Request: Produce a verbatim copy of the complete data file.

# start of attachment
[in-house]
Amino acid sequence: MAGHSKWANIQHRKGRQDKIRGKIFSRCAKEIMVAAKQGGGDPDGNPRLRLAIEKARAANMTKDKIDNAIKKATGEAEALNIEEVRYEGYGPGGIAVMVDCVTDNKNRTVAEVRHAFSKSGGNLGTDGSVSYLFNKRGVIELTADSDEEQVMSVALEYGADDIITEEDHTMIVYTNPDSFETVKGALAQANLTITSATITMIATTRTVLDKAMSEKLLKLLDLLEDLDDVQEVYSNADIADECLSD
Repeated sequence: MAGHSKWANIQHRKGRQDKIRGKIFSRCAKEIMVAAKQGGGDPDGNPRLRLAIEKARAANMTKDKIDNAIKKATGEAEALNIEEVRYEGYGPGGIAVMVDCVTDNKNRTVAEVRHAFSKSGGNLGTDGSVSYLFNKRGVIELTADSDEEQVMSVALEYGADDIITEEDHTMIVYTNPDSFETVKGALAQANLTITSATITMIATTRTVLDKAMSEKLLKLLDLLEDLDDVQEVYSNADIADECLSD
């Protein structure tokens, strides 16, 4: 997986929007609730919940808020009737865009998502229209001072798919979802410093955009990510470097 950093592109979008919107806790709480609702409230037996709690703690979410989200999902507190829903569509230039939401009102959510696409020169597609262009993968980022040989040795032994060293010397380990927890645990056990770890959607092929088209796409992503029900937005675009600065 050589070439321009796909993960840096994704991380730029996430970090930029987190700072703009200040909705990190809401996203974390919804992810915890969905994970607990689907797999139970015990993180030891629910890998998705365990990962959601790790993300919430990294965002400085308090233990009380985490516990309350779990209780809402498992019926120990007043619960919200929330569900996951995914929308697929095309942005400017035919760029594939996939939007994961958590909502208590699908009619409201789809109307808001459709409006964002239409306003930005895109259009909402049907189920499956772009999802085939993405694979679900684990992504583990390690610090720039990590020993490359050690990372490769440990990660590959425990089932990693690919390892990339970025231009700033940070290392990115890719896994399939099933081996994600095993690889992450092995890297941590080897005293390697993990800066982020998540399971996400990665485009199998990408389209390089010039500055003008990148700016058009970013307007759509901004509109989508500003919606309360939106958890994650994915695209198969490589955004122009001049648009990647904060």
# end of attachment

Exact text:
[in-house]
Amino acid sequence: MAGHSKWANIQHRKGRQDKIRGKIFSRCAKEIMVAAKQGGGDPDGNPRLRLAIEKARAANMTKDKIDNAIKKATGEAEALNIEEVRYEGYGPGGIAVMVDCVTDNKNRTVAEVRHAFSKSGGNLGTDGSVSYLFNKRGVIELTADSDEEQVMSVALEYGADDIITEEDHTMIVYTNPDSFETVKGALAQANLTITSATITMIATTRTVLDKAMSEKLLKLLDLLEDLDDVQEVYSNADIADECLSD
Repeated sequence: MAGHSKWANIQHRKGRQDKIRGKIFSRCAKEIMVAAKQGGGDPDGNPRLRLAIEKARAANMTKDKIDNAIKKATGEAEALNIEEVRYEGYGPGGIAVMVDCVTDNKNRTVAEVRHAFSKSGGNLGTDGSVSYLFNKRGVIELTADSDEEQVMSVALEYGADDIITEEDHTMIVYTNPDSFETVKGALAQANLTITSATITMIATTRTVLDKAMSEKLLKLLDLLEDLDDVQEVYSNADIADECLSD
């Protein structure tokens, strides 16, 4: 997986929007609730919940808020009737865009998502229209001072798919979802410093955009990510470097 950093592109979008919107806790709480609702409230037996709690703690979410989200999902507190829903569509230039939401009102959510696409020169597609262009993968980022040989040795032994060293010397380990927890645990056990770890959607092929088209796409992503029900937005675009600065 050589070439321009796909993960840096994704991380730029996430970090930029987190700072703009200040909705990190809401996203974390919804992810915890969905994970607990689907797999139970015990993180030891629910890998998705365990990962959601790790993300919430990294965002400085308090233990009380985490516990309350779990209780809402498992019926120990007043619960919200929330569900996951995914929308697929095309942005400017035919760029594939996939939007994961958590909502208590699908009619409201789809109307808001459709409006964002239409306003930005895109259009909402049907189920499956772009999802085939993405694979679900684990992504583990390690610090720039990590020993490359050690990372490769440990990660590959425990089932990693690919390892990339970025231009700033940070290392990115890719896994399939099933081996994600095993690889992450092995890297941590080897005293390697993990800066982020998540399971996400990665485009199998990408389209390089010039500055003008990148700016058009970013307007759509901004509109989508500003919606309360939106958890994650994915695209198969490589955004122009001049648009990647904060």